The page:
Four kilometres southwest of Sligo town, Carrowmore Megalithic Cemetery presents a remarkable array of some thirty megalithic passage tombs, one of the biggest prehistoric graveyards in Europe. This oval-shaped cluster of monuments spreads out within a 1km-by-600m field and ranges from the most basic, a small circle of stones surrounding a central roofed chamber, through to the largest, known as Listoghill, covered by an impressive rounded cairn. Excavations have uncovered cremated human remains as well as jewellery carved from bones and antlers; it’s suggested that some of the tombs were created as far back as 3800 BC, though they continued to be used for burial over the next three millennia.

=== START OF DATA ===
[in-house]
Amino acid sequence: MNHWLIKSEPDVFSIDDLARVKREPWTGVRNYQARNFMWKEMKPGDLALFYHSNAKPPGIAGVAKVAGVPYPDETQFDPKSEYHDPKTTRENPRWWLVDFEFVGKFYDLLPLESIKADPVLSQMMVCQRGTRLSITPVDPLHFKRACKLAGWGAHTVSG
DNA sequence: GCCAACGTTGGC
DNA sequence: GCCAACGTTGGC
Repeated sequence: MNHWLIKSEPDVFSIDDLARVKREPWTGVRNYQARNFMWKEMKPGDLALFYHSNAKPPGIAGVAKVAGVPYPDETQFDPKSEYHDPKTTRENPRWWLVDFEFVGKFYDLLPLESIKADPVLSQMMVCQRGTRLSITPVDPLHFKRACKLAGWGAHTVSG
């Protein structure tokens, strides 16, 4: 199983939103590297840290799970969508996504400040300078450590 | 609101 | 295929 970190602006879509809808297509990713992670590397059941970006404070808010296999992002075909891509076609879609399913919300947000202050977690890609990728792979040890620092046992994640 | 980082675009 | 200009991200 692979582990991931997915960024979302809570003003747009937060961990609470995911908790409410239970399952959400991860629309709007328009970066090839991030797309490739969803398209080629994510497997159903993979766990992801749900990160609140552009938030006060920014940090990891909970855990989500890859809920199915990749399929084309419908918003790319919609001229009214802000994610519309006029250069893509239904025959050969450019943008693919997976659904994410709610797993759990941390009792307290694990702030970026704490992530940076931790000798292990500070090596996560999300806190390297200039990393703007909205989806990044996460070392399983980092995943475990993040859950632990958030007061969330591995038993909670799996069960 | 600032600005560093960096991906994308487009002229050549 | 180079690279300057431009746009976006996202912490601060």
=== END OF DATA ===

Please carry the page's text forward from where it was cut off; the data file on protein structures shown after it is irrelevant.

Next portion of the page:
Carrowmore is made all the more atmospheric for being set below one of Ireland’s most significant burial places, the massive Medb’s Cairn, standing on the summit of Knocknarea Mountain – 60m wide and 10m high, and surrounded by a three-metre-high earthen bank. Whether Medb, the legendary queen of Connacht and one of the protagonists of the Táin Bó Cúailnge, is actually buried here is unknown, since the site has not been excavated, but it’s well worth making the trek, not only for views of the cairn itself, but for spectacular outlooks north to Donegal and west to Mayo. To get here from Carrowmore head west for 1km, take a right turn at the junction with the R292, then left at the first crossroads – after another kilometre a lane leads right towards the car park at the base of the mountain, from which it’s a steep four-kilometre hike to the summit. On your way up to the top pick up a stone and leave it by the cairn, making a wish as you do so and, as local legend has it, the force of Queen Medb may be with you.